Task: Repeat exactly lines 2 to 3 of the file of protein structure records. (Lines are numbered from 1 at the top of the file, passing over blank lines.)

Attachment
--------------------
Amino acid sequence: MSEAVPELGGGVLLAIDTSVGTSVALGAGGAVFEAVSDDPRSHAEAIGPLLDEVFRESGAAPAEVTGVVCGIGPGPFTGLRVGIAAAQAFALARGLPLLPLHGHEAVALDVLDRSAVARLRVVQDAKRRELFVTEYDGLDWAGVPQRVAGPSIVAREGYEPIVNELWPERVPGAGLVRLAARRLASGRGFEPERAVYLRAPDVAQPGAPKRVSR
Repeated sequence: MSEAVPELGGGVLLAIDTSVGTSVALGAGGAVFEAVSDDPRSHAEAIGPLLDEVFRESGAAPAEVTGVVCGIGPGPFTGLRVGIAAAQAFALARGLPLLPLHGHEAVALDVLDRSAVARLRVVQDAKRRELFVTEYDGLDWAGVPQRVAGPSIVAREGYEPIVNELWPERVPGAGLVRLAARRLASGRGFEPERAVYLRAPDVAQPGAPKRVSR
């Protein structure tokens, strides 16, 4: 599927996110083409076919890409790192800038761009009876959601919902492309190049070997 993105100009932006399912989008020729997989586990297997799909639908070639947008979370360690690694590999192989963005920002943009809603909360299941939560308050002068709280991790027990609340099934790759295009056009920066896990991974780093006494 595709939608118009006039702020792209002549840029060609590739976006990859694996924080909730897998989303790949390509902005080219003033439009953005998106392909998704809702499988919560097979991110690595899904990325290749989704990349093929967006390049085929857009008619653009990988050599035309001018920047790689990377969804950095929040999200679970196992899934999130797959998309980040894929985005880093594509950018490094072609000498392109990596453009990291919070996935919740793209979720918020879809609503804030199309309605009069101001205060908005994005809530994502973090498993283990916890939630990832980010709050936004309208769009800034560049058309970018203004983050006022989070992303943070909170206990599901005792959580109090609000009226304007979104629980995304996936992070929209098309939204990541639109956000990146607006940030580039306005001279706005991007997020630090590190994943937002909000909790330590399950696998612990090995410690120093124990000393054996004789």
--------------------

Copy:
Repeated sequence: MSEAVPELGGGVLLAIDTSVGTSVALGAGGAVFEAVSDDPRSHAEAIGPLLDEVFRESGAAPAEVTGVVCGIGPGPFTGLRVGIAAAQAFALARGLPLLPLHGHEAVALDVLDRSAVARLRVVQDAKRRELFVTEYDGLDWAGVPQRVAGPSIVAREGYEPIVNELWPERVPGAGLVRLAARRLASGRGFEPERAVYLRAPDVAQPGAPKRVSR
């Protein structure tokens, strides 16, 4: 599927996110083409076919890409790192800038761009009876959601919902492309190049070997 993105100009932006399912989008020729997989586990297997799909639908070639947008979370360690690694590999192989963005920002943009809603909360299941939560308050002068709280991790027990609340099934790759295009056009920066896990991974780093006494 595709939608118009006039702020792209002549840029060609590739976006990859694996924080909730897998989303790949390509902005080219003033439009953005998106392909998704809702499988919560097979991110690595899904990325290749989704990349093929967006390049085929857009008619653009990988050599035309001018920047790689990377969804950095929040999200679970196992899934999130797959998309980040894929985005880093594509950018490094072609000498392109990596453009990291919070996935919740793209979720918020879809609503804030199309309605009069101001205060908005994005809530994502973090498993283990916890939630990832980010709050936004309208769009800034560049058309970018203004983050006022989070992303943070909170206990599901005792959580109090609000009226304007979104629980995304996936992070929209098309939204990541639109956000990146607006940030580039306005001279706005991007997020630090590190994943937002909000909790330590399950696998612990090995410690120093124990000393054996004789």